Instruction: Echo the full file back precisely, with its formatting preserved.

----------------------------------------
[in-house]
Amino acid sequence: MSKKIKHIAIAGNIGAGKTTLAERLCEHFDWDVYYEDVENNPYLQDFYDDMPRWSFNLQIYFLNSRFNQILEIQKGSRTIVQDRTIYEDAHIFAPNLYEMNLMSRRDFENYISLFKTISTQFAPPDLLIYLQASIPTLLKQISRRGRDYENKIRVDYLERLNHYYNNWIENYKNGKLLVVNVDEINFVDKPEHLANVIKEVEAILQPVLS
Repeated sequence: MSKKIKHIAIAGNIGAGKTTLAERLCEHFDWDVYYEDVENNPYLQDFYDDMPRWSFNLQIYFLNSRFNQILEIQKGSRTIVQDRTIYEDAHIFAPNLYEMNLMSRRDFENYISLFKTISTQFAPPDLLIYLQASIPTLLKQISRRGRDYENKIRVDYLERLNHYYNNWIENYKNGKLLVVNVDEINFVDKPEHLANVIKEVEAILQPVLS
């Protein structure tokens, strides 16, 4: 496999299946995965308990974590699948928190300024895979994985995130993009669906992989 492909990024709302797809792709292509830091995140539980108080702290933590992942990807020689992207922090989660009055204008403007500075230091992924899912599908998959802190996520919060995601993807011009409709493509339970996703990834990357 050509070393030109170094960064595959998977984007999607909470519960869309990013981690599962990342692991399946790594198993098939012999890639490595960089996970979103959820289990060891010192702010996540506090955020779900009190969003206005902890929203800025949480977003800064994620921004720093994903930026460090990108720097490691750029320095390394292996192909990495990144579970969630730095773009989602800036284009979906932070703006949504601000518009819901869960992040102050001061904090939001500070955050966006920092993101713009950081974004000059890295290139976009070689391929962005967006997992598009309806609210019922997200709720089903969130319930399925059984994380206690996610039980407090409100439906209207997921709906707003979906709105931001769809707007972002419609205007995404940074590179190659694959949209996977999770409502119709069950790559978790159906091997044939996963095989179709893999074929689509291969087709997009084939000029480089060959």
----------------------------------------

[in-house]
Amino acid sequence: MSKKIKHIAIAGNIGAGKTTLAERLCEHFDWDVYYEDVENNPYLQDFYDDMPRWSFNLQIYFLNSRFNQILEIQKGSRTIVQDRTIYEDAHIFAPNLYEMNLMSRRDFENYISLFKTISTQFAPPDLLIYLQASIPTLLKQISRRGRDYENKIRVDYLERLNHYYNNWIENYKNGKLLVVNVDEINFVDKPEHLANVIKEVEAILQPVLS
Repeated sequence: MSKKIKHIAIAGNIGAGKTTLAERLCEHFDWDVYYEDVENNPYLQDFYDDMPRWSFNLQIYFLNSRFNQILEIQKGSRTIVQDRTIYEDAHIFAPNLYEMNLMSRRDFENYISLFKTISTQFAPPDLLIYLQASIPTLLKQISRRGRDYENKIRVDYLERLNHYYNNWIENYKNGKLLVVNVDEINFVDKPEHLANVIKEVEAILQPVLS
């Protein structure tokens, strides 16, 4: 496999299946995965308990974590699948928190300024895979994985995130993009669906992989 492909990024709302797809792709292509830091995140539980108080702290933590992942990807020689992207922090989660009055204008403007500075230091992924899912599908998959802190996520919060995601993807011009409709493509339970996703990834990357 050509070393030109170094960064595959998977984007999607909470519960869309990013981690599962990342692991399946790594198993098939012999890639490595960089996970979103959820289990060891010192702010996540506090955020779900009190969003206005902890929203800025949480977003800064994620921004720093994903930026460090990108720097490691750029320095390394292996192909990495990144579970969630730095773009989602800036284009979906932070703006949504601000518009819901869960992040102050001061904090939001500070955050966006920092993101713009950081974004000059890295290139976009070689391929962005967006997992598009309806609210019922997200709720089903969130319930399925059984994380206690996610039980407090409100439906209207997921709906707003979906709105931001769809707007972002419609205007995404940074590179190659694959949209996977999770409502119709069950790559978790159906091997044939996963095989179709893999074929689509291969087709997009084939000029480089060959």